I used to think I needed an exposed brick wall, complete with a comfy sectional and a giant blanket. But after getting lost in kitchen inspiration on Instagram, it turns out I actually have to have brick floors. There's no other option, really.
After CQ posted a picture of a kitchen with brick flooring to Instagram, nearly 40,000 people who "liked" the photo realized they also needed the look. One commenter perfectly summarized the feels, writing, "kind of makes me want to go barefoot, open the windows, and make a pitcher of sangria." SAME! The only problem was that I knew absolutely nothing about brick flooring. Is it actually brick? What the hell is the upkeep like? I did some investigating so you don't have to.
Brick is an extremely durable flooring option.
Visit any historical city, and you'll find brick homes that are still standing from hundreds of years ago. If there's one really great thing about brick, it's that it can withstand extreme conditions.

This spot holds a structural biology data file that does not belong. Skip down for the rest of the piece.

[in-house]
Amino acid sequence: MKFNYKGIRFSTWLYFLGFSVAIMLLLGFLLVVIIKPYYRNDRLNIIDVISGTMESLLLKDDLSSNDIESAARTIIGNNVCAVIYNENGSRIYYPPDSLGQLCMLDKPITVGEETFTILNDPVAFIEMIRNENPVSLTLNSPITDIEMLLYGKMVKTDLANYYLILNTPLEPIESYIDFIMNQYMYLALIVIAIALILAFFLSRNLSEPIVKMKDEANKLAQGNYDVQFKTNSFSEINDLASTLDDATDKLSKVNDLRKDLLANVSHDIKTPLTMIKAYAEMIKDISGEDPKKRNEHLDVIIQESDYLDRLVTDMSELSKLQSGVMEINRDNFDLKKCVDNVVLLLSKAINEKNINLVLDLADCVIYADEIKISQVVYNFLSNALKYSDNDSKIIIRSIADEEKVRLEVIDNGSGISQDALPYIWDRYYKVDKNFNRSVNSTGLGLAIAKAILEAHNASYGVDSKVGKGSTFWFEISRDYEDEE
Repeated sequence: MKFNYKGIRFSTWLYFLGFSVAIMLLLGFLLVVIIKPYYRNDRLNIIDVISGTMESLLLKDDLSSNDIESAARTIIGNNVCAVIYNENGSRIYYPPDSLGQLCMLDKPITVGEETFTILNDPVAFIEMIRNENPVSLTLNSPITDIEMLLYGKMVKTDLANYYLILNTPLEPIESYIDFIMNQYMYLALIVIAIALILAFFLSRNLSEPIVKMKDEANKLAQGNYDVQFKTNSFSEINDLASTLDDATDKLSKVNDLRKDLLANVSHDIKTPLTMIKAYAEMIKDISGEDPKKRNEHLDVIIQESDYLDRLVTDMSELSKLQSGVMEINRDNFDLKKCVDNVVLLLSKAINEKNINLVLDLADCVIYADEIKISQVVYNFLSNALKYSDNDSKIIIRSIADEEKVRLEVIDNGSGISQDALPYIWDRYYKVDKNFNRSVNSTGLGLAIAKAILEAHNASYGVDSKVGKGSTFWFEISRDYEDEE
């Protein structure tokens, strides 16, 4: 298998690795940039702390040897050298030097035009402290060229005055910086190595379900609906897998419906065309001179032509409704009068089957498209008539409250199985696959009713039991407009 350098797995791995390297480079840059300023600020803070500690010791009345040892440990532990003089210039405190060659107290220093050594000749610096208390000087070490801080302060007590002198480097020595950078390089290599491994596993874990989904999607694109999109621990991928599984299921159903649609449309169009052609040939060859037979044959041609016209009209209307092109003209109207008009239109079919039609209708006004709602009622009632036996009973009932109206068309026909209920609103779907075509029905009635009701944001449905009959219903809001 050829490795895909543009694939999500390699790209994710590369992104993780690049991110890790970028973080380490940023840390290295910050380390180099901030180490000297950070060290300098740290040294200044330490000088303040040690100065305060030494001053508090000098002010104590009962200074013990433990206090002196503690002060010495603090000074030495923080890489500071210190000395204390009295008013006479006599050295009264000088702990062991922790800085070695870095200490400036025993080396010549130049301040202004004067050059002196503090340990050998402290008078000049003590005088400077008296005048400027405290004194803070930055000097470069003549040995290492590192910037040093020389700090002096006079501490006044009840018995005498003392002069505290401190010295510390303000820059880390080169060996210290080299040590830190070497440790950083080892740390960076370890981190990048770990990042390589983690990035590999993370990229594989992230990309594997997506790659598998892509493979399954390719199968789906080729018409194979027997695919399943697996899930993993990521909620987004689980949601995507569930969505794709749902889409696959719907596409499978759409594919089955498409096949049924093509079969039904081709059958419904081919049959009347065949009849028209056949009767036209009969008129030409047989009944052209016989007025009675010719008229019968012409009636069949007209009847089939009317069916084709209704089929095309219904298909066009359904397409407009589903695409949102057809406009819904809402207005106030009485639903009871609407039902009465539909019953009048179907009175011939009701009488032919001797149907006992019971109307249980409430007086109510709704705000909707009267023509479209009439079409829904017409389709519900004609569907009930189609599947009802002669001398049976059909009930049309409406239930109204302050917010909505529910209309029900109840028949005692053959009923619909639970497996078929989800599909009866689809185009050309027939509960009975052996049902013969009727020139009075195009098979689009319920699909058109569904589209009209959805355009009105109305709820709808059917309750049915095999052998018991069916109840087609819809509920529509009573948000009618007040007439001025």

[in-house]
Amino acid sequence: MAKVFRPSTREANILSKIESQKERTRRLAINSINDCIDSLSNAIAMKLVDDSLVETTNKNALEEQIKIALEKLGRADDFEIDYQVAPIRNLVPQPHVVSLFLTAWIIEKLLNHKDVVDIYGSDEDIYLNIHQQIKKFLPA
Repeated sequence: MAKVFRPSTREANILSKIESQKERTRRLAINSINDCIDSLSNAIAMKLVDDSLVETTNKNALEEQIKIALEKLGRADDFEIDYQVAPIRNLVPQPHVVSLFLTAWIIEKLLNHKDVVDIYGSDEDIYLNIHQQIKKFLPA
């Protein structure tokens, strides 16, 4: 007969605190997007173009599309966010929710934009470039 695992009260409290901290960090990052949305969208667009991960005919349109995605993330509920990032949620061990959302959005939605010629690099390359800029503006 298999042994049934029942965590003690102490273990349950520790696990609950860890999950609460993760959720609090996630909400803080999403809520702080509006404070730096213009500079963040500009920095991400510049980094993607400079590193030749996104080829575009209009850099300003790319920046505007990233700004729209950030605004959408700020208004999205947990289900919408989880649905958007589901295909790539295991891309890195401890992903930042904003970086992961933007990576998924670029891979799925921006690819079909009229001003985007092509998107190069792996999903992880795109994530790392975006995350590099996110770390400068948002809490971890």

But you should be wary of moisture damage.
A sealant will need to be applied to the bricks every so often to protect against mold and cracking. Even though bricks resist rain well vertically, when laid horizontally, moisture can build up and seep beneath the surface.
It's not the most comfortable flooring option.
Brick is great because it's strong, but it's not exactly comfy on your feet. If there's a brick floor in your kitchen, standing for long periods of time probably own't feel amazing on your feet, so you'd probably need some sort of mat or rug to help.
It can be cheaper then other flooring options.
On average, brick will cost less than $10 per square foot, Houzz . That doesn't include installation costs, but when compared to something like marble flooring, which can cost , it's a better deal.
It will make your furniture a little rocky.
Your floors will never be completely level, so your kitchen benches will probably wobble a bit. It's not perfect, but it still looks great.
You can leave it textured, or seal it with a glossy coating.
If you want to go for a real rustic look, you can leave the brick unfinished so it has a rough and textured surface. But, if you're going for a more polished look, you can have it sealed with a wax coating.
If you don't want actual brick, you can use tile.
If you're unsure about committing to brick, you can always opt for a tile that resembles the material (they can go for around ). Stores like Home Depot, Lowes, and The Tile Shop all have options.
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